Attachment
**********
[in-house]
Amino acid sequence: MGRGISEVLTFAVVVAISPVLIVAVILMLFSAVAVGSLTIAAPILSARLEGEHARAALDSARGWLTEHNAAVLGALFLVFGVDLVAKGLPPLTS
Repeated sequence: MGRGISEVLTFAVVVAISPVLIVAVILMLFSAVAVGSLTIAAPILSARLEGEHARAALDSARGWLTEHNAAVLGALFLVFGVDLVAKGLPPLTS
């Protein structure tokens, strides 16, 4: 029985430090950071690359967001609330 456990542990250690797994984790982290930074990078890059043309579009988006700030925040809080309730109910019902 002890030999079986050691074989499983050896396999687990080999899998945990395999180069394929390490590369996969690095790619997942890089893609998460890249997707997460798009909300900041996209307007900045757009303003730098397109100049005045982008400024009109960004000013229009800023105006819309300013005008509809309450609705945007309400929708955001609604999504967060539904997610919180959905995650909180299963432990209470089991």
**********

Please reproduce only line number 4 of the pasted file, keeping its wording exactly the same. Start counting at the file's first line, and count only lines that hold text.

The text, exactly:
């Protein structure tokens, strides 16, 4: 029985430090950071690359967001609330 456990542990250690797994984790982290930074990078890059043309579009988006700030925040809080309730109910019902 002890030999079986050691074989499983050896396999687990080999899998945990395999180069394929390490590369996969690095790619997942890089893609998460890249997707997460798009909300900041996209307007900045757009303003730098397109100049005045982008400024009109960004000013229009800023105006819309300013005008509809309450609705945007309400929708955001609604999504967060539904997610919180959905995650909180299963432990209470089991």